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Live and Let Die star Jane Seymour reflects on James Bond legacy - Exclusive

As fans prepare for the return of James Bond in his 25th big-screen adventure No Time to Die, one of the Bond girls from the early 1970s is reflecting on her time in the franchise, and how much 007 films have changed in the nearly five decades since she appeared in the quintessential spy film series.

Jane Seymour played the tarot card reader Solitaire opposite Roger Moore in his debut film as Bond, 1973's Live and Let Die. During an exclusive interview, the revered actress told Looper that she's impressed with how the 007 franchise has remained relevant into the 21st century. She credits that reinvention to producer Barbara Broccoli, daughter of the series' original producer Albert R. Broccoli, who has served as Bond's guiding hand since her father's death in 1996.

"I think that Barbara Broccoli has steered the ship very brilliantly, and whenever there is a new Bond, it's always in tune with the times that it's done in," Seymour says. "So, mine was very 1970s and you could never make that movie again. It would be so politically incorrect we can't even begin [to think about it]."

Forever a Bond girl

No matter how dated some of Bond's vintage ideals have become since Seymour starred in Live and Let Die, the famed film and TV star says she's "quite proud of being part of that legacy." Following in the footsteps of such legendary Bond girls as Ursula Andress (Dr. No), Honor Blackman (Goldfinger), Diana Rigg (On Her Majesty's Secret Service) and Jill St. John (Diamonds Are Forever), Seymour says that even though it's been 47 years since the release of Live and Let Die, fans still very much identify her with the rich legacy of 007.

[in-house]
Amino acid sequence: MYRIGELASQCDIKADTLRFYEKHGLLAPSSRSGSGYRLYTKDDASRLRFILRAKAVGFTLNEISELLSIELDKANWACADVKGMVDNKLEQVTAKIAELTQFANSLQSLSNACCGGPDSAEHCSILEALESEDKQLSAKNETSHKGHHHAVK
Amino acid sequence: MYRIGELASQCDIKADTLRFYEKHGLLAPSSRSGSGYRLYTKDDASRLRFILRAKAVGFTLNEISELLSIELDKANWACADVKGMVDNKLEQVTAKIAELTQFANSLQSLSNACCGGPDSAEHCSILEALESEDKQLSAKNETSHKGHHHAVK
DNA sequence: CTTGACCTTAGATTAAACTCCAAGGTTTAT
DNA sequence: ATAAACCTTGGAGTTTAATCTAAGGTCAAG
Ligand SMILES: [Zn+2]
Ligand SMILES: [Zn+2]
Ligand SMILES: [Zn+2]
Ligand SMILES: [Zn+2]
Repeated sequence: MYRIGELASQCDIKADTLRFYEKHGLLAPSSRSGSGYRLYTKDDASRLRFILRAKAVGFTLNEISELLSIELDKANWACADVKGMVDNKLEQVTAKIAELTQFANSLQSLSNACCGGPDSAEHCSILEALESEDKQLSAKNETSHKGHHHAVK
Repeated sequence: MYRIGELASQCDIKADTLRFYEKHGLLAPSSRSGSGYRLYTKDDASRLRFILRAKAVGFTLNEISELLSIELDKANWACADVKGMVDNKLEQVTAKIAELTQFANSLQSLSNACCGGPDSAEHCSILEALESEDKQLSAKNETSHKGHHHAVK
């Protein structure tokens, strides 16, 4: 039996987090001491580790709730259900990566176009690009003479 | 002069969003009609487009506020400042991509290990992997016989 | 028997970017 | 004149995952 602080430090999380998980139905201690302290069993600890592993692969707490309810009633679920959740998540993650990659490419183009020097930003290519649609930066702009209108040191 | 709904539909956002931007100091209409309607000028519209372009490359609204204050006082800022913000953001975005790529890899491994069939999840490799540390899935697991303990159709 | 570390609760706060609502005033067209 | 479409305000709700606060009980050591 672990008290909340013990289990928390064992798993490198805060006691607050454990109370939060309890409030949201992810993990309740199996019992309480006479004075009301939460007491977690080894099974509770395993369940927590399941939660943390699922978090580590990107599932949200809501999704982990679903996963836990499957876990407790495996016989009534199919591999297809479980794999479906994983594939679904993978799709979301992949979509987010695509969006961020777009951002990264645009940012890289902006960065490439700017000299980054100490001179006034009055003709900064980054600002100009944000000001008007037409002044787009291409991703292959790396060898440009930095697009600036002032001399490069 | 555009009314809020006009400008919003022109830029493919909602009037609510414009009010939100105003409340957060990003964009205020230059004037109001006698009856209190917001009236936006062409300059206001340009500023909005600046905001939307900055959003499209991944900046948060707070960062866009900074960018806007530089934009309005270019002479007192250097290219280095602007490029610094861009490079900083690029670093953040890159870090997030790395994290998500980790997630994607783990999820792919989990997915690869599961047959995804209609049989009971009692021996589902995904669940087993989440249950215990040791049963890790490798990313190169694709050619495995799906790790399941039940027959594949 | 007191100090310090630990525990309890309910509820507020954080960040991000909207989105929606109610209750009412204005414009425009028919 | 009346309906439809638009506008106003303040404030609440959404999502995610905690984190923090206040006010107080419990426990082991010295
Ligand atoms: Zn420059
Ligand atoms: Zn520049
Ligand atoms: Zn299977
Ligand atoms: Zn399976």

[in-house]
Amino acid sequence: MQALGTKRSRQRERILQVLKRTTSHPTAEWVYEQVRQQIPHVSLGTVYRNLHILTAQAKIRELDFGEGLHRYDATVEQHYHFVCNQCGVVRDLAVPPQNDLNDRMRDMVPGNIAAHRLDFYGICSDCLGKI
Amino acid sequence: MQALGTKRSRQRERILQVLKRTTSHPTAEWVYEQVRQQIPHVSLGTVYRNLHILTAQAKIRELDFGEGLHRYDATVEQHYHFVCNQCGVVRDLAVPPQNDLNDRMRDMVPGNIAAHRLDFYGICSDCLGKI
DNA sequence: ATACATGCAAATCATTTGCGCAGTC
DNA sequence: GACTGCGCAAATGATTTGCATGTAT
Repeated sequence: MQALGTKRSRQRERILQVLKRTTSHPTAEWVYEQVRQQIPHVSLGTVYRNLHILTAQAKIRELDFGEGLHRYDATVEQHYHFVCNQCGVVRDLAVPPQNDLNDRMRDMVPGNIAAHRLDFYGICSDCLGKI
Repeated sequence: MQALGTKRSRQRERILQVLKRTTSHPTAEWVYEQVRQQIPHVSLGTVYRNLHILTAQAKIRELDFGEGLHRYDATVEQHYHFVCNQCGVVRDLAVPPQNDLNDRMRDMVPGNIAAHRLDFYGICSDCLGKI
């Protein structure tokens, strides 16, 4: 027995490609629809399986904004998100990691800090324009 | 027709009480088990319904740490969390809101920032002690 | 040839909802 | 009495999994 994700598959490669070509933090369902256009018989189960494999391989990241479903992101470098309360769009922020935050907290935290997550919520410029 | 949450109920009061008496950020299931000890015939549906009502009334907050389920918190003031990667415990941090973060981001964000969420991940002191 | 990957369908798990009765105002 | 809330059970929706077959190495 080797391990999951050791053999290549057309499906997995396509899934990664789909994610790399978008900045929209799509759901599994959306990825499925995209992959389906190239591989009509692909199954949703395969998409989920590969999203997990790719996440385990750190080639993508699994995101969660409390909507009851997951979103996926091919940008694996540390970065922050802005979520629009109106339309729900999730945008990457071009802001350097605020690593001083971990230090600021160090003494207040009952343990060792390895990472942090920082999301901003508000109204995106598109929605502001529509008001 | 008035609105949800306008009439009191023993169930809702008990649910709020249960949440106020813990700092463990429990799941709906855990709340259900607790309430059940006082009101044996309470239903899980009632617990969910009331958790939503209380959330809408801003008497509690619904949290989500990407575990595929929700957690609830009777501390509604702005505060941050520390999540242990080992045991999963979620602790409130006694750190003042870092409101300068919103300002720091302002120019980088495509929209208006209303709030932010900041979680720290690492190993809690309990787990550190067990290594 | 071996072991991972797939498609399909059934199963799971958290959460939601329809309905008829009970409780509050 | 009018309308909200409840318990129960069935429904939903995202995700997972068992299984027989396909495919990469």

"It's quite interesting at my age, since it's 50 years later almost," Seymour says. "People still stop me in the street and remember or just say, 'Oh, I just saw your movie Live and Let Die. You're a Bond girl,' but mercifully I've done other things since. Some people only got to do that."

Seymour's career has been flush with credits since playing Solitaire, as she's gone on to star in more than 140 projects, including the classic romance Somewhere in Time and the TV miniseries War and Remembrance, not to mention playing the title role in the acclaimed TV drama series Dr. Quinn: Medicine Woman. Recently, she starred opposite Michael Douglas and Alan Arkin in the second season of the Netflix comedy The Kominsky Method in 2019.

Seymour stars opposite yet another acting icon — Robert De Niro — in her next film, the family comedy The War with Grandpa, due in theaters October 9.